BOSTON (CBS) – The sound of a Bruins goal bounces off the walls of the TD Garden, to the delight of a sellout crowd. Meanwhile, a stones throw away, Casey Marie sits curled up on her sofa in the basement of 42 Lomasney Way, a postage size apartment house that takes a bit of explaining.
Read-Listen: Boston’s Lost Landmarks Series
“I’ll say I live by the TD Garden and they will be like, oh, do you live in one of those high rise buildings? And I’m like no, I actually live in the last little tiny brick building, you probably don’t even notice it. It looks like a billboard on both sides. And they are like, wait, that’s a building, people actually live there? And I’ll be like yeah,” she told WBZ NewsRadio 1030.
The Last Tenement, as it’s called, is the lone building standing in what was once the West End, a packed residential neighborhood. Casey Marie, knew nothing about the West End when she moved to Boston from Austin, Texas a year ago. She recounts her initial impression as she searched for an apartment.
“There was dark wood paneling on the walls and there was a big huge couch that was all dusty. There were newspapers from the 1990’s, and old appliances in disrepair,” she recalls.
But Casey Marie could see the apartment’s potential and the price was right. So why does she think the place survived?
“Apparently, the person who owned the building married a woman who was much younger than he was and he didn’t want her to be out of a home. He used his considerable influence at City Hall to make sure she could always stay there. I mean, I loved that story,” says Casey Marie.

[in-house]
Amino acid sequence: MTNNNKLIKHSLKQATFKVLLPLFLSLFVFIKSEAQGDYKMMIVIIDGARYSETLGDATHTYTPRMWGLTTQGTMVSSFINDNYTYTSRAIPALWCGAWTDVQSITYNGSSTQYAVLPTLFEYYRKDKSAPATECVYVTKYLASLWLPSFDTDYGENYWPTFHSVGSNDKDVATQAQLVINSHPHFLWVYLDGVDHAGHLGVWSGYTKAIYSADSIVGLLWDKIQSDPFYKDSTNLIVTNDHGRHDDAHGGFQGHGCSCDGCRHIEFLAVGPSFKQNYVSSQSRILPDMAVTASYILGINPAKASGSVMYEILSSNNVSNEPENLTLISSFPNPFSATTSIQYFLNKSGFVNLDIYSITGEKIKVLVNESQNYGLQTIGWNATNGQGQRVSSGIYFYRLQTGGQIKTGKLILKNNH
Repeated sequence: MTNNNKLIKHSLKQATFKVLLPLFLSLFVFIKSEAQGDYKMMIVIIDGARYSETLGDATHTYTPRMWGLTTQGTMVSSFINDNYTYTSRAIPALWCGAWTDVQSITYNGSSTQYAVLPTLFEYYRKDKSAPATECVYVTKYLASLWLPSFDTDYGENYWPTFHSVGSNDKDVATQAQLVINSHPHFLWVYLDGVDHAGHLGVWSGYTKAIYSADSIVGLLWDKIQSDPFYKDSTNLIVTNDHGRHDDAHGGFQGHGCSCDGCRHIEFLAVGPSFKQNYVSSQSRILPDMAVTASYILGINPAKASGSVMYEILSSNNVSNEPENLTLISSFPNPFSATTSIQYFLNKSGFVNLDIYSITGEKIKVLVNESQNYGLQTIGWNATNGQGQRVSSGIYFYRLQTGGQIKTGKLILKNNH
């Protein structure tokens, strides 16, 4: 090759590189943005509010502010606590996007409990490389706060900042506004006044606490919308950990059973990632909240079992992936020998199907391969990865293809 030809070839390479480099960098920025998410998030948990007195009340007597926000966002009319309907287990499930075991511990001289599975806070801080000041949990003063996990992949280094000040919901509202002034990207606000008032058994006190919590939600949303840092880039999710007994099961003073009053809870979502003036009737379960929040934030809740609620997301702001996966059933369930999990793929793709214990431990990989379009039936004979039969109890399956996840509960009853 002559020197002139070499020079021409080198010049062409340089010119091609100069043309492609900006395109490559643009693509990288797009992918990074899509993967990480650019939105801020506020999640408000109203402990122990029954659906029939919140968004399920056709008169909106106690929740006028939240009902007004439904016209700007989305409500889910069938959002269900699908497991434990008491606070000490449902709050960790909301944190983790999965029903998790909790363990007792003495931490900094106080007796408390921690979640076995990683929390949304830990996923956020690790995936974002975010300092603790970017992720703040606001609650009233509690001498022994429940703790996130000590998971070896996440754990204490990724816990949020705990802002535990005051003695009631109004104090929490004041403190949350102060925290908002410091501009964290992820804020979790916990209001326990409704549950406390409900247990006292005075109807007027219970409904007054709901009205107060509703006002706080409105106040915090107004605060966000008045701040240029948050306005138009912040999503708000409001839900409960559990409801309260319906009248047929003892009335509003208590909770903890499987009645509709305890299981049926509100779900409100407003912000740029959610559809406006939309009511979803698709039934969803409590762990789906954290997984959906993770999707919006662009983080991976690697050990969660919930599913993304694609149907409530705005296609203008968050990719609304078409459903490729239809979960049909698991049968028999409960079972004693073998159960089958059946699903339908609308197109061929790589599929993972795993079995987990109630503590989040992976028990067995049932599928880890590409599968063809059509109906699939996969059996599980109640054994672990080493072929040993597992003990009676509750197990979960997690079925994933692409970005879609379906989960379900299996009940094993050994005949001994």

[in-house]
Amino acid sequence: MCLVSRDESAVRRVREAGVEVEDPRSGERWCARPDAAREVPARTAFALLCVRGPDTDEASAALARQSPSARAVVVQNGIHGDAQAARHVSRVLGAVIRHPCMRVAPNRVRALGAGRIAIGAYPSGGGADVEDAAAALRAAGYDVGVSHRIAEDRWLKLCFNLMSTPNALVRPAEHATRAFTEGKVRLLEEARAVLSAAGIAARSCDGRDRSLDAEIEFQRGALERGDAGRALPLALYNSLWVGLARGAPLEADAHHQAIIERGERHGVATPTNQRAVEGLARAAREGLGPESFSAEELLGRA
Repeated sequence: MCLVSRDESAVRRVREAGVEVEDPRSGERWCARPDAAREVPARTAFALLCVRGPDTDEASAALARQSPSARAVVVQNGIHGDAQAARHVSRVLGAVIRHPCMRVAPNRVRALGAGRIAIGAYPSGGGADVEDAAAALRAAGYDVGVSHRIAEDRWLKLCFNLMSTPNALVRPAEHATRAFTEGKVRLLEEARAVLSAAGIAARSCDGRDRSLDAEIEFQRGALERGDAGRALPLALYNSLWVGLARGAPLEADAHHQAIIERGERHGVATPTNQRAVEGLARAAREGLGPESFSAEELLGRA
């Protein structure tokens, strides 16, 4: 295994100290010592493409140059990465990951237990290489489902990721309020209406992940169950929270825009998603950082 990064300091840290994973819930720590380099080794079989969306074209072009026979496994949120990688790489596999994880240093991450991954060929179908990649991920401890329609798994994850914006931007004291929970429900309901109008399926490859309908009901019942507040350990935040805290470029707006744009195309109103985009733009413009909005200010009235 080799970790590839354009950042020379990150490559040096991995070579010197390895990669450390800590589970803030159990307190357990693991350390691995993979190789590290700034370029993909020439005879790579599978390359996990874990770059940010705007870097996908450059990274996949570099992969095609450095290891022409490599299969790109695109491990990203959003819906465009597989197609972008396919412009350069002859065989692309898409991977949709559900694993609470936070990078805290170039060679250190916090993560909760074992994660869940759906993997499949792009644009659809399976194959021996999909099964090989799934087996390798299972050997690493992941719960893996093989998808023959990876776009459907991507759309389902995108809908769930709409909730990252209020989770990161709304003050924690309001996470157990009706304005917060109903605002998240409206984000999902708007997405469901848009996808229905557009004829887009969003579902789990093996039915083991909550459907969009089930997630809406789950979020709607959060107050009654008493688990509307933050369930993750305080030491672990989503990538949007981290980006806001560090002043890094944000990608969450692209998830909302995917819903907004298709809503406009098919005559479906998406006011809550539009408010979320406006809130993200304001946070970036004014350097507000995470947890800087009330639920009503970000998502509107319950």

There is mob connection talk surrounding the Last Tenement.
There are traces of former owner William “Skinny” Kazonis.
“There is a sign that says, you know ‘we do not have a maid service, please clean up after yourselves, Skinny,” says Casey Marie.
Ultimately, given neighborhood resistance, the construction of the elevated Green Line and rising property values, it wasn’t cost effective to tear down the building.
Casey Marie says she would like to stay as long as it’s affordable.
“When you stumble across the Last Tenement building, then you realize that there’s a different layer that you don’t even know about in the history of Boston,” she told WBZ.
In part five, we’ll head to Spectacle Island.
Listen to Part 4